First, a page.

Speak up and make a difference at the state level
With the 2016 general election behind us, it’s time to turn our attention to the local and statewide issues that matter most for clean water. Local, on-the-ground action coupled with state-led protections continues to be our best chance to save the Potomac River and local streams.
Maryland’s General Assembly reconvenes on January 11, 2017. During the 90-day legislative session, Potomac Conservancy will be working to ensure our leaders stand up for clean water. Thanks to our partners at the Maryland League of Conservation Voters, we’re bringing you a preview of some of the issues that impact the Potomac and offering ways you can speak up for clean water.
The best way to make your voice heard is to contact your representatives and tell them to make clean water a top priority. Do you know who your Maryland state representatives are? Click here and use the "Who represents me?" button in the top right to find out.
Statewide styrofoam ban
Polystyrene, a petroleum-based plastic commonly known as styrofoam, is a particularly dangerous pollutant because it is quick to breakdown and leaches toxic chemicals into the water we drink. Montgomery County and Prince George’s County already have polystyrene bans in place as of 2016, and it’s possible that a statewide ban could be introduced in January.
The bans currently in place are already reducing this harmful pollution in the Anacostia River, and a statewide ban would further protect other Maryland rivers and streams, including the Potomac.
Hydraulic fracturing, or “fracking” as it is more commonly known, is a process whereby liquid chemicals are pumped underground to release natural gas trapped in rock formations. Numerous studies have linked fracking to human health concerns, water quality impairments (the chemicals and gas can leach into groundwater, impacting wells and drinking water), toxic air plumes, and possibly even earthquakes. Maryland’s current statewide moratorium on fracking expires on October 1, 2017.
Draft regulations were recently released by the Maryland Department of the Environment (MDE), but regulations cannot control the harmful effects of fracking, no matter how stringently they are enforced. Thanks to the hard work of regional and national environmental groups including Clean Water Action and the Chesapeake Climate Action Network, multiple Maryland counties and municipalities have passed individual bans on fracking. We expect a statewide fracking ban to be a hot topic for the 2017 General Assembly.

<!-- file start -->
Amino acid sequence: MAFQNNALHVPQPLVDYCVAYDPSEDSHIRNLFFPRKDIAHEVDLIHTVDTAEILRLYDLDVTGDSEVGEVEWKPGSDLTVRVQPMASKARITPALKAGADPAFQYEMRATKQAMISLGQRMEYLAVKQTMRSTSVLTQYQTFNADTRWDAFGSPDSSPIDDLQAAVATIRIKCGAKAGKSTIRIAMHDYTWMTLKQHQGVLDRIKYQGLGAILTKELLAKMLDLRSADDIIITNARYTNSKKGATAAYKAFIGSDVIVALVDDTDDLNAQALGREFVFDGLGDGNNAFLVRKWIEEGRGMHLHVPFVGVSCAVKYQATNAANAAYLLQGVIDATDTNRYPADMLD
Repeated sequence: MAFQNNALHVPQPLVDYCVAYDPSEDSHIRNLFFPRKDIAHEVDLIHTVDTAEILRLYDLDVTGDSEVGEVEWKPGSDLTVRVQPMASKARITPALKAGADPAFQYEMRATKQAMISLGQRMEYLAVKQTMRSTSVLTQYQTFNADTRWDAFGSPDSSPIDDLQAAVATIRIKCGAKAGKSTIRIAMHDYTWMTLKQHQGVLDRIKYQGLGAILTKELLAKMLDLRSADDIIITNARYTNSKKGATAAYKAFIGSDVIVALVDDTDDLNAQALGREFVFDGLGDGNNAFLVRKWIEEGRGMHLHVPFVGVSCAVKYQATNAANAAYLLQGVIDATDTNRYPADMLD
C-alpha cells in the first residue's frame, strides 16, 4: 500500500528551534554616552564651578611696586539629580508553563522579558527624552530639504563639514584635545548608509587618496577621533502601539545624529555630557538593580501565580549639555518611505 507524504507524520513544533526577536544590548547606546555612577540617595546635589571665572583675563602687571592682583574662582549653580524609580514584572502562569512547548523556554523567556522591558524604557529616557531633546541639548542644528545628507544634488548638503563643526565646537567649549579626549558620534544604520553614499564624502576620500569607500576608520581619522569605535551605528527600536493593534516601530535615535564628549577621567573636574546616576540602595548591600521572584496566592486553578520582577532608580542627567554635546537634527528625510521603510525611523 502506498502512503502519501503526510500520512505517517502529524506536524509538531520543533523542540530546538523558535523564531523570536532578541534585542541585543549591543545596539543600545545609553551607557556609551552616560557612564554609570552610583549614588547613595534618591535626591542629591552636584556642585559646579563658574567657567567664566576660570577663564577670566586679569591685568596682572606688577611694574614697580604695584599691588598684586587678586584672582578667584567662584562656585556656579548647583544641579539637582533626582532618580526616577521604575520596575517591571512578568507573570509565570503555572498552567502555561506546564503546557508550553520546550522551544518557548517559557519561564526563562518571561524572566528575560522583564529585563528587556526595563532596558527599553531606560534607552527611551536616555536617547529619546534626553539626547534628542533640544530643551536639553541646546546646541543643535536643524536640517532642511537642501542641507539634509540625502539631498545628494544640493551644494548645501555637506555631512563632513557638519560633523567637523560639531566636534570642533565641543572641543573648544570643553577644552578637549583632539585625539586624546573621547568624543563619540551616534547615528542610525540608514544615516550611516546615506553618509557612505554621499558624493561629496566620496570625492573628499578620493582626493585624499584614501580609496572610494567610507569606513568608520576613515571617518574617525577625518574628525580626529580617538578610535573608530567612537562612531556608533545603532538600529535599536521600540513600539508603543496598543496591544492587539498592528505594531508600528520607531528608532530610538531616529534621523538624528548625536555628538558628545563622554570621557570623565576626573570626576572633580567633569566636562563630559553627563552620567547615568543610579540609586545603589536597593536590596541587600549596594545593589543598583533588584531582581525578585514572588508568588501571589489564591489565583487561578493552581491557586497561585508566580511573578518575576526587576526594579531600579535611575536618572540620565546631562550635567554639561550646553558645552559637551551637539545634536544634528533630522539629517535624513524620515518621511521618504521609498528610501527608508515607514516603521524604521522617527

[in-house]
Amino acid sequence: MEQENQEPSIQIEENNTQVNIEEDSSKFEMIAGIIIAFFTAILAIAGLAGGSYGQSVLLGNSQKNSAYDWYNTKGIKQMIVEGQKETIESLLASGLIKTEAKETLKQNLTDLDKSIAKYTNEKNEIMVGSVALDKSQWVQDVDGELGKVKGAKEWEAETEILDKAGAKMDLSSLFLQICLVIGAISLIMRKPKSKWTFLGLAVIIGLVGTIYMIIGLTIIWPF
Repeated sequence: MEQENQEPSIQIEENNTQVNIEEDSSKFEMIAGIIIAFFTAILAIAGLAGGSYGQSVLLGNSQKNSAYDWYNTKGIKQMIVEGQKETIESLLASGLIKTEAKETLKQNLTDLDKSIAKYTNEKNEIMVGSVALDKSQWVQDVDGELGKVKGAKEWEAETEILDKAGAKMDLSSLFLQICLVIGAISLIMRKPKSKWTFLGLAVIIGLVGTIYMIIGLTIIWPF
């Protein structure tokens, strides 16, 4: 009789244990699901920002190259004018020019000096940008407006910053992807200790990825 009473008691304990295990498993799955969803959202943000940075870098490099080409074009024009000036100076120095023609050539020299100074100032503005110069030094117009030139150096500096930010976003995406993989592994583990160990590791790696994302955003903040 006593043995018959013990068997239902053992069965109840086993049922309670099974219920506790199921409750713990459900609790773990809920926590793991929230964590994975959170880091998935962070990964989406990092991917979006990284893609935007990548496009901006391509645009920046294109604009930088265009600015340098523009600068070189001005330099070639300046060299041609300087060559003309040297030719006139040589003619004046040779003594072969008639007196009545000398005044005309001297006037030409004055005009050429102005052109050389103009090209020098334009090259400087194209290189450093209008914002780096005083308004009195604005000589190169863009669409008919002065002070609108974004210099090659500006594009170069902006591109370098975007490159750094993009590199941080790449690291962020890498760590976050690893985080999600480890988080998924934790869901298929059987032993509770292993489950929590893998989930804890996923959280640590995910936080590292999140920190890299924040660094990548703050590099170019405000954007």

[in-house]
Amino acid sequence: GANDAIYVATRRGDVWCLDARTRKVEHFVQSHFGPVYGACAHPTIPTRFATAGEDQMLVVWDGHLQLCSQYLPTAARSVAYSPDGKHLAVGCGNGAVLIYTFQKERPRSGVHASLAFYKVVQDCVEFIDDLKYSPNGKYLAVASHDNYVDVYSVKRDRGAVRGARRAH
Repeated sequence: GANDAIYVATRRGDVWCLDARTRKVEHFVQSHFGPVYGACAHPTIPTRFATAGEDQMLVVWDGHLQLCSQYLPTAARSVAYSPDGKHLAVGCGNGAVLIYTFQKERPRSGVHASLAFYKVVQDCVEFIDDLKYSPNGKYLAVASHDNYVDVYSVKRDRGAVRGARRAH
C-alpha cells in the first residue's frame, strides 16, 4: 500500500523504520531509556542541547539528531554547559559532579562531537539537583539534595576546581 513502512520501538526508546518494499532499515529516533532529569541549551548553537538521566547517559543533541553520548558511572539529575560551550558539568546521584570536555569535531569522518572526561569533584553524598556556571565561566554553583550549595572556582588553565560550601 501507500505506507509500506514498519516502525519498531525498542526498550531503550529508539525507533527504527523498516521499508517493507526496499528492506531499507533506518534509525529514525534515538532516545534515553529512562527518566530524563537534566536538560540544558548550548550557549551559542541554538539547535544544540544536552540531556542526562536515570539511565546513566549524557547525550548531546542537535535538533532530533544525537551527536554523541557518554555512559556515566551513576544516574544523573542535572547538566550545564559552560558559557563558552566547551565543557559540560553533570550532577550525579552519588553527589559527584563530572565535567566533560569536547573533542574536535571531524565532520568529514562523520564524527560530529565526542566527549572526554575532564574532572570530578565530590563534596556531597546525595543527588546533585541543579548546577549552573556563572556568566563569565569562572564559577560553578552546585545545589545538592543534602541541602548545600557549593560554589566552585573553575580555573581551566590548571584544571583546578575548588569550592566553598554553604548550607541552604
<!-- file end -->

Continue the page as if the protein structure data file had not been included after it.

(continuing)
Increasing clean energy sources in the state will mean that dirty energy sources, like coal and natural gas, are less likely to contaminate our waters. We’ve seen the devastating impacts of coal ash along the Potomac, and we champion efforts to reduce and eliminate spills and contamination from these types of energy sources.
The Clean Energy Jobs Act passed in the 2016 General Assembly legislative session but was later vetoed by Governor Hogan, who labeled the legislation as a “tax increase.” The law promotes Maryland’s use of renewable sources of energy, like wind and solar, and stipulates that 25 percent of the state’s electricity must come from these sources by the year 2020. The act would create jobs and help Maryland move to more sustainable energy sources.
Overturning Governor Hogan’s veto (which requires the approval of three-fifths of the 141-member House of Delegates and the 47-member Senate) will be a priority in January.
Sewage pollution and septic regulations
In August, Governor Hogan announced his intent to rollback septic regulations that protect water quality throughout the state. By removing the requirement for using best available septic technologies, Governor Hogan opened up the majority of the state to more sewage pollution and, potentially, more detrimental sprawl.
While best available septic technology is still required in the Chesapeake Bay Critical Areas (areas within 1,000 feet of Maryland tidal waters or wetlands), using older, outdated septic technology allows sewage pollution to seep into groundwater and our drinking water. Urging the General Assembly to reject the septic rollbacks will protect our local streams and the Potomac.